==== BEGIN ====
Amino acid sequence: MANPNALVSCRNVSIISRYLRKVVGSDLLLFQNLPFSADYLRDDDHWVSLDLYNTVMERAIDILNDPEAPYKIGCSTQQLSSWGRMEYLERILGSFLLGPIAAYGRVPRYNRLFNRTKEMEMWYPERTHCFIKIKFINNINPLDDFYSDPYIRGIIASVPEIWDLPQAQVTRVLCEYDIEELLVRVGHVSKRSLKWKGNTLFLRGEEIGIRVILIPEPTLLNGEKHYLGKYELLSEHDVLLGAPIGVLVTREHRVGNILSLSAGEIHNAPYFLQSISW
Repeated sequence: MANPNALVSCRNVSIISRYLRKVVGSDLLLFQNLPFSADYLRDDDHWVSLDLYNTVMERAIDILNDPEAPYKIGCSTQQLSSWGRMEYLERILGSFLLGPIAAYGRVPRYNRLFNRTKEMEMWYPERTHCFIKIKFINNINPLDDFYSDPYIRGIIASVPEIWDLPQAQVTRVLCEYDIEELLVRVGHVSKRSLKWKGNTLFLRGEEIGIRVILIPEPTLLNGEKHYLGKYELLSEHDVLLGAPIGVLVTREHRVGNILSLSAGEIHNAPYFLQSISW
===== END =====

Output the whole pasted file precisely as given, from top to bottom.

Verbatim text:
Amino acid sequence: MANPNALVSCRNVSIISRYLRKVVGSDLLLFQNLPFSADYLRDDDHWVSLDLYNTVMERAIDILNDPEAPYKIGCSTQQLSSWGRMEYLERILGSFLLGPIAAYGRVPRYNRLFNRTKEMEMWYPERTHCFIKIKFINNINPLDDFYSDPYIRGIIASVPEIWDLPQAQVTRVLCEYDIEELLVRVGHVSKRSLKWKGNTLFLRGEEIGIRVILIPEPTLLNGEKHYLGKYELLSEHDVLLGAPIGVLVTREHRVGNILSLSAGEIHNAPYFLQSISW
Repeated sequence: MANPNALVSCRNVSIISRYLRKVVGSDLLLFQNLPFSADYLRDDDHWVSLDLYNTVMERAIDILNDPEAPYKIGCSTQQLSSWGRMEYLERILGSFLLGPIAAYGRVPRYNRLFNRTKEMEMWYPERTHCFIKIKFINNINPLDDFYSDPYIRGIIASVPEIWDLPQAQVTRVLCEYDIEELLVRVGHVSKRSLKWKGNTLFLRGEEIGIRVILIPEPTLLNGEKHYLGKYELLSEHDVLLGAPIGVLVTREHRVGNILSLSAGEIHNAPYFLQSISW